Sen. Jay Rockefeller

Transportation Nation

Shutdown: Dems Walk Back Decision to Relent on FAA

Tuesday, August 02, 2011

(photo by Tom May/Flickr)

UPDATED WITH RAY LAHOOD: A senior Senate Democratic aide now tells Transportation Nation that the deal is off. Democrats will NOT accept the House GOP's version of a bill temporarily extending the Federal Aviation Administration. The decision means the two-week-old shutdown caused by the standoff is likely to continue.

The statement comes as a surprise when you consider what Senate Majority Leader Harry Reid (D-NV) said earlier today. Reid said he was prepared to accept the House GOP's bill on the Senate floor today. The move would have sent the bill to the president, and if signed, reopened the FAA.

"Sometimes you have to be reasonable," Reid said.

His position was backed by Transportation Secretary Ray LaHood, who has been waging a p.r. blitz to get Congress to get the FAA fully back in business. LaHood told reporters on an afternoon conference call that he'd talked with Reid "three or four times" today and that Reid had said he "really wanted" the Senate to vote for the House bill. "I have no doubt from talking with him he really wants this to happen," LaHood said of Reid.

But the bill wasn't reasonable to other Democrats, who've railed against the House GOP's tactics in the shutdown fight. The only difference between the House and Senate bills is about $13 million worth of subsidies for some small airports, one of which happens to be in Reid's home state. The Senate has demanded a "clean" extension of the FAA's funding.

Meanwhile, the House members have left town, leaving the Senate to decide: accept the GOP's terms or allow the FAA shutdown and thousands of temporary layoffs to continue.

While decrying the loss of those jobs and the suspension of improvements to the U.S. aviation system, Secretary LaHood insisted flying safety would not be compromised--even if a bill wasn't passed. "Flying is safe," he said. "Air traffic controllers are guiding planes. Our inspectors are on duty, doing their jobs."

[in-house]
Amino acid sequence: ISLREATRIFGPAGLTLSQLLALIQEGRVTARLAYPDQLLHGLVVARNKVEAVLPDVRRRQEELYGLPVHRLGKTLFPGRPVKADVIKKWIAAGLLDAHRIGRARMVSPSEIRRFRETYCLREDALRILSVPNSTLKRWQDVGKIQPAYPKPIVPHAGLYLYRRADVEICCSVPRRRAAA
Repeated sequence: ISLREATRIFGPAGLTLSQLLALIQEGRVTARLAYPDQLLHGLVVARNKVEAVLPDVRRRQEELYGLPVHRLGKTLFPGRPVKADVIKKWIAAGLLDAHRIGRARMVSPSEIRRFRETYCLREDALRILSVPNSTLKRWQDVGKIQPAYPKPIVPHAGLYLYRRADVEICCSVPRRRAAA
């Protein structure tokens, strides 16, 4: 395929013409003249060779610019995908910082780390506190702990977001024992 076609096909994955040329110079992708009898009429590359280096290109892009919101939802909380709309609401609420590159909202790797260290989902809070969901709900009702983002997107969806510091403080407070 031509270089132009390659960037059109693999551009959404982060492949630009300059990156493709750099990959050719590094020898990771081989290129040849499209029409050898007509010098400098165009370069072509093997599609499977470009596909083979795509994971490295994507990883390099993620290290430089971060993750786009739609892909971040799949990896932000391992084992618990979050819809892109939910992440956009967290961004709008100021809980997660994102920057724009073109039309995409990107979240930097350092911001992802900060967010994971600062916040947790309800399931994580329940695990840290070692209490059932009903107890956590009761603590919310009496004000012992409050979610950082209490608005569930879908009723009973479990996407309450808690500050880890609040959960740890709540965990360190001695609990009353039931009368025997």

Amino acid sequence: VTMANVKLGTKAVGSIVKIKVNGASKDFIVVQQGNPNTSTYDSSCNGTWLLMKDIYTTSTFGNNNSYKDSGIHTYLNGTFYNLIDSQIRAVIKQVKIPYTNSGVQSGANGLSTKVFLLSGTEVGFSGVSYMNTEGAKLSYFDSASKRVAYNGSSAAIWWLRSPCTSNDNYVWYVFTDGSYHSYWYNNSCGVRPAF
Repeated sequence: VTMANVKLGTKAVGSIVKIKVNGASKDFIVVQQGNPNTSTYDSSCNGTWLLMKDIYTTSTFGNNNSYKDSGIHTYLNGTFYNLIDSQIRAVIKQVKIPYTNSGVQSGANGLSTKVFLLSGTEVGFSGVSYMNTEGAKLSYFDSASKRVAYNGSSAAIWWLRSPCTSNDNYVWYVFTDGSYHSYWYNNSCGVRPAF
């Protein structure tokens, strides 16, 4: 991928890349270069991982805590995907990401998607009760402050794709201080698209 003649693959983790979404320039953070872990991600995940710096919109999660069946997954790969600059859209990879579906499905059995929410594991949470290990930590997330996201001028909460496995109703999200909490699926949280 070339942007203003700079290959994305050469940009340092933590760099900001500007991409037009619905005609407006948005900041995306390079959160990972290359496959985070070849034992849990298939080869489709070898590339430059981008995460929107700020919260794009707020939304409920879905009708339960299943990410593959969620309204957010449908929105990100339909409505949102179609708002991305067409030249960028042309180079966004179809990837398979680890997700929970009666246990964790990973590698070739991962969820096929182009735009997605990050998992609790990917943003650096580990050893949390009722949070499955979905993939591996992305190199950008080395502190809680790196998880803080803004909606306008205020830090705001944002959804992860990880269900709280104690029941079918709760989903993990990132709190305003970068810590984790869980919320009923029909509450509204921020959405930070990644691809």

FAA inspectors who check planes for air-worthiness are still on the job because they're paid from the operational side of the agency's budget and not the side furnished by airport fees and taxes, which the FAA stopped collecting when it was partially shut down. However, 40 airport safety inspectors are being required to work without pay because their jobs have been deemed critical to "life and property."

In the background there's a larger fight over union organizing rules at airlines and rail companies on a separate, longer-term FAA bill.

"Not over till it's over," said a spokesman for Senate Commerce, Science and Transportation Committee Chairman Sen Jay Rockefeller (D-W.Va.), moments after Reid said he'd acquiesce to the House's demands.

Rockefeller's office later released a statement blaming the FAA shutdown on Republicans' intransigence on the union issue. Rockefeller says: “Today, Republicans once again objected to a simple, fair request—a ‘clean’ extension of funding that would maintain operations into the fall, allow the FAA to function, and restart bipartisan negotiations, which Senator Kay Bailey Hutchison and I have made clear we are ready to do.  From day 1, House GOP leaders admitted openly—almost proudly—that they were doing this to gain ‘leverage’ toward a larger goal—undermining worker rights."

A statement from Reid's office blames the GOP's move for "laying off thousands of air travel workers just because they are not getting their way."

Senate Dems note that the House could conceivably reconvene and pass a "clean" FAA extension if Senate Republicans would only relent and let one through.

The bottom line is this: Two hours after Senate Majority Leader Harry Reid said he was ready to break the impasse and reopen the FAA, we're right back where we started: shutdown.

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Transportation Nation

Senate Titans Trade Shots as FAA Shutdown Continues

Wednesday, July 27, 2011

The 5-day-old shutdown at the Federal Aviation Administration continued Wednesday, as senators clashed over who’s to blame for the standoff.